Warmest recorded March in U.S. had outdoor retailers scrambling to stock spring goods early

With store shelves still full of leftover winter gear, outdoor retailers faced an early rush of consumers looking for spring items in the midst of a record warm March.
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Outdoor retailers rushed to stock their shelves with spring inventory in the midst of what turned out to be the warmest March in the United States on record.

The National Oceanic and Atmospheric Administration reported Monday that the nation experienced an average temperature of 51.1 degrees in March 2012 — 8.6 degrees warmer than the 20th-century average and half a degree warmer than the pervious record high, set in March 1910.

“Every state in the nation experienced at least one record warm daily temperature during March,” NOAA officials said, and 25 states (mostly east of the Rockies) had their warmest March on record. Only one state, Washington, experienced colder than normal average temperatures in March.

The warm weather has helped fuel sales of spring sportswear and footwear, outdoor retailers told SNEWS, but it’s been a scramble to get the inventory out on the floor early enough.

“It was 83 degrees on that last day of winter here,” said Doug Baker, head buyer at Benchmark Outdoor Outfitters in Cincinnati, Ohio. “Like a lot retailers, after the year with no winter, our floor was still full of leftover winter items, but consumers were coming in for new spring product. We had to get those out a lot earlier.”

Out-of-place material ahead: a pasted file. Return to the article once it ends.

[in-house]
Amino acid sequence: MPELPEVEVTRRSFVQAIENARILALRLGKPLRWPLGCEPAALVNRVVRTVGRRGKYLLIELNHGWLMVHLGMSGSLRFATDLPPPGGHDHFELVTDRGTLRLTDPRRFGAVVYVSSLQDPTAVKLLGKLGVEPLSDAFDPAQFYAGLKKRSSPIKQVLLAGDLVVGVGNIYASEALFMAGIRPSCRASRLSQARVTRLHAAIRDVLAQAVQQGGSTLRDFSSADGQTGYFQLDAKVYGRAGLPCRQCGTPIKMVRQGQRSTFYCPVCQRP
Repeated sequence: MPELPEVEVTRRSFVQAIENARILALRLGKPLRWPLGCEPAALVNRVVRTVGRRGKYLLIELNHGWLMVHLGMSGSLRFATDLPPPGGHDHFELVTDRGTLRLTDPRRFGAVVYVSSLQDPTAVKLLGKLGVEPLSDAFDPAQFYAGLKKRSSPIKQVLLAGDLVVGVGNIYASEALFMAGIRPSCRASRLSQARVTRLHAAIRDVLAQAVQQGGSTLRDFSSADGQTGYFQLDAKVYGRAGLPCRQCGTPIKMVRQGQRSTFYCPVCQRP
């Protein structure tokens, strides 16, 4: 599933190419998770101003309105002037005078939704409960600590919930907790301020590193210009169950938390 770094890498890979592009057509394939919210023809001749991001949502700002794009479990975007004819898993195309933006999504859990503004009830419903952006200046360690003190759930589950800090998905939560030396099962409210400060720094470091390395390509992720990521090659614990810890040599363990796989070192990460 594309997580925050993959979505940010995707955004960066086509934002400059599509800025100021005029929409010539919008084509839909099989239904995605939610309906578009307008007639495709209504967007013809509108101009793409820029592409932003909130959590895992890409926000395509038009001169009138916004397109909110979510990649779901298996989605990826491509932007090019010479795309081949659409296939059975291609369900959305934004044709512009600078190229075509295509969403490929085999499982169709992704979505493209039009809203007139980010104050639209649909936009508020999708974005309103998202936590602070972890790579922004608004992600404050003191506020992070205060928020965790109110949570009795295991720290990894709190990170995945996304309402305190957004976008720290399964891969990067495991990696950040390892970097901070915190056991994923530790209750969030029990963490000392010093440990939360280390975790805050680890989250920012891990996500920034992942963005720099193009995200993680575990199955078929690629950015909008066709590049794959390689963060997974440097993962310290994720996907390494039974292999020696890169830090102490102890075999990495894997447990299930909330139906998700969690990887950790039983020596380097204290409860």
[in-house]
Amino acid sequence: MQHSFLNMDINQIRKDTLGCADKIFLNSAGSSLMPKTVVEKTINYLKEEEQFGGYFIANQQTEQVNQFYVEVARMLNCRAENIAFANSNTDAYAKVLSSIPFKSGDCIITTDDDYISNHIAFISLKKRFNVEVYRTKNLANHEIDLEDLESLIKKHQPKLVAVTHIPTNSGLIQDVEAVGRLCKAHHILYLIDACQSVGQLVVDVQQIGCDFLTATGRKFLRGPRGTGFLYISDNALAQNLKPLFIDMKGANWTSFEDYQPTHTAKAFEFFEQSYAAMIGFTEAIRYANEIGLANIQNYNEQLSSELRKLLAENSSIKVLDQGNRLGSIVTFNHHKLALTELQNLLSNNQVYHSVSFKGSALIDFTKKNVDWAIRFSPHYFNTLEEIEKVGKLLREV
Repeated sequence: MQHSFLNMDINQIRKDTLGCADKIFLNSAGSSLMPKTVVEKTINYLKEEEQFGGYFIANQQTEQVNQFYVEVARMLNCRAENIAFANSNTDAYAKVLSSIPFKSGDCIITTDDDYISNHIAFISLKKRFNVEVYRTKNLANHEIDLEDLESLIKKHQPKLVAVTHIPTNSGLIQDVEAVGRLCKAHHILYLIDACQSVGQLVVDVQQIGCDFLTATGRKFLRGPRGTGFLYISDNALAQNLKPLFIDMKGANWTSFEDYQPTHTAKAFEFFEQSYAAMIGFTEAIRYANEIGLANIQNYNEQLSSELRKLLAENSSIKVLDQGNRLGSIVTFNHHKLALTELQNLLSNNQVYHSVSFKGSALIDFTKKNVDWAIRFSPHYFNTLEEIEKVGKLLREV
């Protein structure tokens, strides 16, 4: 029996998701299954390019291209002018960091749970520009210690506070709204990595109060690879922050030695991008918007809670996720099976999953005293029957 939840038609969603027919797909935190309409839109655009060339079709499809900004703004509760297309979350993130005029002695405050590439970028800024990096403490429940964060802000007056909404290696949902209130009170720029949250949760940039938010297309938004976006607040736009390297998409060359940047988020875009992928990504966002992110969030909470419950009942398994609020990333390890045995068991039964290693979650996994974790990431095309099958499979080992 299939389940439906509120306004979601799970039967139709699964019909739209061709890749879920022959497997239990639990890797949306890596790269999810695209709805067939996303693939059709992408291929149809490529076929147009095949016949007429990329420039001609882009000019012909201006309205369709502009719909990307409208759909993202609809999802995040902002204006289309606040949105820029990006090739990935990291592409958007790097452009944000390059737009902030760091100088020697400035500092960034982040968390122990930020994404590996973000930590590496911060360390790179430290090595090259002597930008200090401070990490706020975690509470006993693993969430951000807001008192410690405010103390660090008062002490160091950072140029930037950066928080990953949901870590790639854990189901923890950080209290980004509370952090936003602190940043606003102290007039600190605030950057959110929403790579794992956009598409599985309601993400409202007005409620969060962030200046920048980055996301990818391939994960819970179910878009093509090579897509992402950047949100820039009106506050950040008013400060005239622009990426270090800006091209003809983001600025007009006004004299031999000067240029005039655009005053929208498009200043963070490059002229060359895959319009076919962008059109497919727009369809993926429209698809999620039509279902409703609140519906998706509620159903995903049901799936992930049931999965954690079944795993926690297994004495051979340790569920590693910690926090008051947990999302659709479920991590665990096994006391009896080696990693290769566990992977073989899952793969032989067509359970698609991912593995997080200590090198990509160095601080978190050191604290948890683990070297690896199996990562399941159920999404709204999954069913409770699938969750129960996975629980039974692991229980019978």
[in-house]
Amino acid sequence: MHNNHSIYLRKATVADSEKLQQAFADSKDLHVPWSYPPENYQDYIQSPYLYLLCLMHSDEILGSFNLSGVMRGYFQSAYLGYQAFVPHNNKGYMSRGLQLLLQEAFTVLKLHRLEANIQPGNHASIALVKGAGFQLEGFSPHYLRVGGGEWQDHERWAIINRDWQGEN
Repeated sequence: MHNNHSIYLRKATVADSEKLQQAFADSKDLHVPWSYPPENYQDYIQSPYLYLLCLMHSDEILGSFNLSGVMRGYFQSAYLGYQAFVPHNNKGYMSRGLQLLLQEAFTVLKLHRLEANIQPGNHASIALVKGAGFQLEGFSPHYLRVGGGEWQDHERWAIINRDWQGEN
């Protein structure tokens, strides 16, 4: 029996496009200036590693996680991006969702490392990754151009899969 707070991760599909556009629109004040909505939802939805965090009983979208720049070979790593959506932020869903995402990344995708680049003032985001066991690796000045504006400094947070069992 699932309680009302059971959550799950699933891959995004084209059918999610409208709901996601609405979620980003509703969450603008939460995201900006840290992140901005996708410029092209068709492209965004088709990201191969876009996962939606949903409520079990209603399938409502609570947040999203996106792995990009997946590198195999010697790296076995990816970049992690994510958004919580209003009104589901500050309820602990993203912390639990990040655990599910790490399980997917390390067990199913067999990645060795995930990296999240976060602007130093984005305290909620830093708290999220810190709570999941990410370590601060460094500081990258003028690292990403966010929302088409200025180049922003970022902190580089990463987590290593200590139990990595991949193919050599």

Baker said sportswear, particularly women's sport dresses from Horny Toad, Patagonia and Prana, have sold well, along with summer footwear from brands like Chaco and Teva.

March outdoor sales figures, which are still being processed, will likely continue the trend of spring items outperforming winter ones, said Liz Stahura, account executive with Leisure Trends Group.

Year-to-date, through the end of February, winter equipment sales fell 31 percent, while climbing gear rose 19 percent, packs gained 12 percent and tents increased 8 percent across the specialty, chain and Internet channels, she said. In footwear, boot sales fell 10 percent, but shoes were up 15 percent fueled by trail running, water and causal categories.

As for all that remaining winter product, many retailers told SNEWS they’re looking to online sales and holding inventory to next winter.

“The web has been a useful tool to move unwanted merchandise and still stay within vendor guidelines that dictate dates and discounts,” said Geoff Brugler, owner of Appalachian Outdoors in State College, Pa. Many outdoor retailers are advertising winter product sales of 30-40 percent off. Those sales will wrap up in stores soon, but likely will linger online where sales floor space is virtually unlimited.

Stores also are prepping for early fall 2012 sales to move last season’s goods, retailers told us. “We traditionally don’t do Black Friday sales and the like, but we’re considering it for this November,” Baker said.

With consumers expected to snap up winter bargains from this season, retailers told us they’ve cut their preseason orders and tightened their open-to-buy dollars by as much as half for next winter. Manufacturers such as Columbia Sportswear are already feeling the negative effects, and upcoming first-quarter 2012 results from other public outdoor companies such as The North Face parent VF Corp. and Black Diamond will provide more insight.

In the immediate future, the best-case scenario will be for the spring temperatures to hang around the 70s, “so that we actually have a spring,” Baker said. “We're bracing for a brutally hot and muggy early summer now, and when it gets into the 90s with 90 percent humidity that isn’t so good for business.”

--David Clucas

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